How Much Testosterone Makes a Man?

Posted on Posted in Testosterone and Manly Cooling

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Testosterone has been available as a medical therapy since the 1930s, yet testosterone use in men has seen dramatic growth in recent years, with men visiting their physician up 55 percent from 1.2 million in 2009 to 1.9 million in 2013 to discuss testosterone therapy, alongside a 10-fold increase in testosterone prescriptions in the U.S. This rise is in part due to an increased awareness of medical symptoms associated with lowered testosterone. But sky high use of testosterone therapy is also a consequence of aggressive direct-to-consumer advertising which promotes a “fountain of youth” myth regarding testosterone use, or otherwise may be “selling a disease.” 

Alongside historic high levels of testosterone use, controversy has swirled in recent years regarding safety of testosterone therapy primarily in regards to prostate cancer and heart disease. With contrasting extremes rampant that testosterone can kill as well as revive long life, many men find themselves confused and asking exactly how much testosterone makes a man?

The “Low T” Trainwreck 

Testosterone deficiency medically is called hypogonadism. The testicles have two major functions: sperm and testosterone production. Hypogonadism represents a decrease in one or both of these actions. The common term “Low T” is a massive oversimplification of what can be a complicated array of endocrine dysfunctions that vary from direct disease of the testes, to dysfunctions of brain biochemistry which stimulate the testicles to work, and all of which can lead to testosterone deficiency.

Because testosterone affects many tissues, lack of testosterone can cause a variety of different symptoms. Reduced sexual desire, erectile dysfunction, fatigue, depressed mood, and reduced muscle mass are some of the most common symptoms of low testosterone. But because many of these symptoms of testosterone deficiency are nonspecific, the cause of them can in fact often be multifactorial in origin and extend beyond testosterone levels alone. Attention to insomnia, obesity, sedentary lifestyle, diet, thyroid and mood disorders, relationship quality, and high life stress among many other factors must be considered alongside evaluation of hormone production for men who feel poorly.

Loss of spontaneous non-sexual related erections, small size of the testicles, and breast tissue development or nipple discharge are distinct symptoms that an endocrine disease is a likely culprit for a man feeling unwell due to low testosterone. An accurate diagnosis of what is called primary vs. secondary hypogonadism with a medical specialist who understands detailed physical exam findings, symptom profiles, and lab and image testing procedures are important first steps in understanding whether testosterone therapy is appropriate for a man and what therapy might do for him. Testosterone therapy is of little use to an otherwise healthy guy, and therefore a man who doesn’t need testosterone but takes it anyway is only subject to possible risk of treatment.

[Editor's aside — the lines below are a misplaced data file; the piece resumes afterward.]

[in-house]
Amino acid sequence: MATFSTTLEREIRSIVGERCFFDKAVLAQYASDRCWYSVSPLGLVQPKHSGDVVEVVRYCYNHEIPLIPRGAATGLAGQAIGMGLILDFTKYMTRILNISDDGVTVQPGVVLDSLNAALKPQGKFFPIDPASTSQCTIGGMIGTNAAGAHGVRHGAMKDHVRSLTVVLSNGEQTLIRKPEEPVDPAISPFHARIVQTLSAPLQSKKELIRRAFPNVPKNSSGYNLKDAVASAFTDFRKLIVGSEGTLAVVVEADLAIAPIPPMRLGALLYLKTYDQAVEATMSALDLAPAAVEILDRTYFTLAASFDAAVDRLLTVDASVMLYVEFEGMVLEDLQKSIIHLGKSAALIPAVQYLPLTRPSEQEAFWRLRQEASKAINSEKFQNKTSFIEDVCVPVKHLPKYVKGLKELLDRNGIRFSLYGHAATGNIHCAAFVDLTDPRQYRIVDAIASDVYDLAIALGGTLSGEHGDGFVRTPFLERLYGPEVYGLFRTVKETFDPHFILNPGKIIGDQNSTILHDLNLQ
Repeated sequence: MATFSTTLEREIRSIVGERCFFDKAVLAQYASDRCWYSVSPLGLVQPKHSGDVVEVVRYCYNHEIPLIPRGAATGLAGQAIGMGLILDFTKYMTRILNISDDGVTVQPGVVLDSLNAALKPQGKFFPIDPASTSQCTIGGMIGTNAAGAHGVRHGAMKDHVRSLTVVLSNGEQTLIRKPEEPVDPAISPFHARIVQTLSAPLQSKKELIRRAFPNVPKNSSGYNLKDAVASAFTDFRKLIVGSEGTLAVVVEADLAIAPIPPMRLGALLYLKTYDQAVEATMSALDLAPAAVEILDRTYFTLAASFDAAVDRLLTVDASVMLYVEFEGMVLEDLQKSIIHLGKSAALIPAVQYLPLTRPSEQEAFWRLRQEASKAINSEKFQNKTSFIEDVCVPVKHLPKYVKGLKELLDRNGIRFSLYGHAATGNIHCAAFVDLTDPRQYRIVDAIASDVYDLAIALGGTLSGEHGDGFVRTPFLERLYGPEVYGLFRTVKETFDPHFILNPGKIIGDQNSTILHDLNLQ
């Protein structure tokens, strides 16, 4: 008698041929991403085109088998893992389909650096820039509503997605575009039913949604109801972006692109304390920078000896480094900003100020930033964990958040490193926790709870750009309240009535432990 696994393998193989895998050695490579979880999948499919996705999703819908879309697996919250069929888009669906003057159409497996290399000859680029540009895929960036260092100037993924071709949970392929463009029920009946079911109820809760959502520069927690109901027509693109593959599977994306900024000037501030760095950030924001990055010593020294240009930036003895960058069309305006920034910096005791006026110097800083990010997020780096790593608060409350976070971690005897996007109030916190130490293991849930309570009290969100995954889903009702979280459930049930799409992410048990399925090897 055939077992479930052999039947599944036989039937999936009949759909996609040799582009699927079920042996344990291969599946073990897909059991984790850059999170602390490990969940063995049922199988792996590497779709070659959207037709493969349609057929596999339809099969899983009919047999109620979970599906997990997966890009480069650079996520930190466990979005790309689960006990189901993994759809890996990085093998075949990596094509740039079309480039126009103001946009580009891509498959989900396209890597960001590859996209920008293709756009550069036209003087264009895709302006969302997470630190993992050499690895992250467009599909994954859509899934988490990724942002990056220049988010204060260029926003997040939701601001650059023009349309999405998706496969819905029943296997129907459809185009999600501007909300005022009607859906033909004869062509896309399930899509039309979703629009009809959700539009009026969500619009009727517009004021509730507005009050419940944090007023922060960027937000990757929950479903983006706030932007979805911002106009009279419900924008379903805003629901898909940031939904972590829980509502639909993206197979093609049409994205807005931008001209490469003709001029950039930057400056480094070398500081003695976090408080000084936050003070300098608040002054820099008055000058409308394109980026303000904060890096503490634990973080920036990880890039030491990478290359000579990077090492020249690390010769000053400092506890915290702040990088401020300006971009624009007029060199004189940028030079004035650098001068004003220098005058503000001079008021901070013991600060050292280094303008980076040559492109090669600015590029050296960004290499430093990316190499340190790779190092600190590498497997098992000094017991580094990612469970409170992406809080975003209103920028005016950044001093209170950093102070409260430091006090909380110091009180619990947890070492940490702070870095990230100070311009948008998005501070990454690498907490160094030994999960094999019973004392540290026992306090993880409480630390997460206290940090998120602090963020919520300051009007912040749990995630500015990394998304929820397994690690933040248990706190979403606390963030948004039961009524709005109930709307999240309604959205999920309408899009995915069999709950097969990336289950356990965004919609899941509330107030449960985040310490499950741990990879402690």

Research has shown that testosterone deficiency is associated with a number of significant health issues such as diabetes, obesity, metabolic syndrome, and bone fractures. Men who meet medical criteria for treatment should receive therapy. The burden of hypogonadism increases with age and in the presence of certain medical conditions. Men who are 80 years old have testosterone values that are one-half to one-third of those in men who are 20 years old. It is currently controversial in medical guidelines as to whether testosterone loss due to aging alone should be treated, however, most clinical experts agree: low is low, and men who meet symptom and appropriate lab criteria for testosterone deficiency deserve treatment at any age. Up to 50 percent of diabetic men have clinically low testosterone levels, and poor lifestyle and obesity are known to be directly related to decreased testosterone production for millions of men. In fact it is critical to understand that low testosterone associated with obesity and poor self care can be reversible with lifestyle changes such as weight loss, diet, and improved fitness. If low testosterone symptoms are occurring as a result of an underlying and correctable health condition, then it is important to treat that underlying condition rather than just try to normalize the testosterone levels with hormone therapy in isolation.